My mother always told me that life was never the same for her after she lost her first-born child. Like the tragedy in Newtown that took 20 precious children, at the hands of a gunman surely struggling with his own demons, there was no sense to be made of my sister’s death. We can rail at gun control laws that are failing us, at a mother who thought she had a need for assault weapons in her home, at a system that may have failed a troubled young man.
But, I want to offer a measure of hope for the families of the lost children.… Read more
We build our world around our children, many of us mothers, and somewhere around their 13th birthday it dawns on us that they will leave. Which, of course, is our goal. I heard a friend of mine recently lament, “what will happen when my raison d’etre goes to college in a few years?” The short answer to that question is, you will cry. Then he will call you with a crisis. Of the heart. Of the wallet. And he will need you. And you will sigh and take your place again as the mother and FedEx him a brisket.
I remember when my son was an infant and motherhood was exhilarating, exhausting and a trial – sometimes all in the same day.… Read more
August takes me back to remembering the last dog-days of summer in the past when I would be scurrying from store to store to find that perfect backpack for my son, the cool sneakers he would wear, a new pair of jeans.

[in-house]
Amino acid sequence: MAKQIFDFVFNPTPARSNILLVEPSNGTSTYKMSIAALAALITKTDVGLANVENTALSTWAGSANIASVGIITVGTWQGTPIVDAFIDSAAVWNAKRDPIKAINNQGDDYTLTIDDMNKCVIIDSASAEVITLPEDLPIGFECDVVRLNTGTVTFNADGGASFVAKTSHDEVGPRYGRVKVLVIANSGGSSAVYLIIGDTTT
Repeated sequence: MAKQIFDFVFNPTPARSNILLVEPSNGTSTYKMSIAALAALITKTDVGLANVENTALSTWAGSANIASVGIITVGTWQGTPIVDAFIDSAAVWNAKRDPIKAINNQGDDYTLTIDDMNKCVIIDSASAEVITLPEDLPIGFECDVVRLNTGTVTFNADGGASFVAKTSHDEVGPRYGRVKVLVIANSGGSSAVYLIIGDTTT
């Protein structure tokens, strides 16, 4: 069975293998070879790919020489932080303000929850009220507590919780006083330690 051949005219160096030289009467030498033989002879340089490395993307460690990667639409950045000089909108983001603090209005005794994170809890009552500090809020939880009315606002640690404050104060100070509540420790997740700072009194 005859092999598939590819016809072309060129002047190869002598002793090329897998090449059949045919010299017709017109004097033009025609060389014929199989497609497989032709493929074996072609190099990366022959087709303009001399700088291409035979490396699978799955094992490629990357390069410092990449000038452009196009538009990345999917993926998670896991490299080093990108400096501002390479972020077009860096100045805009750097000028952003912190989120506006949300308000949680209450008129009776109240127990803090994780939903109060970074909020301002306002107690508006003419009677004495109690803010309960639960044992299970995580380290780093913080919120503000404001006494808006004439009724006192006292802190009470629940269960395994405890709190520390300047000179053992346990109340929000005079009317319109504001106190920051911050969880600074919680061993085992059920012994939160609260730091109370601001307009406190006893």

By the time he hit Junior High I was wistful for his elementary school years when I could suit him up in anything I liked and he would be pleased and happy for the new duds and supplies. Excited even to pack his mini backpack with all the pencils and erasers and rulers it could carry. Ready to get on with it and learn!
I made haroseth for my Passover dinner today, and in memory and honor of my mother, I kvetched.
“Why do the Jews have to do everything the hard way!” I clearly remember her bellowing as she chopped the apples and walnuts into tiny pieces. “If the men were doing this, it would be some kind of whipped topping, I swear.”
The first time I made my own Passover meal was when my son was three. We had been celebrating both Easter and Passover, in deference to his father’s religion. We gleefully decorated eggs, welcomed the Easter bunny with his requisite candy baskets and then used the colored eggs for our semi-Passover table when the timing was right between the holidays.… Read more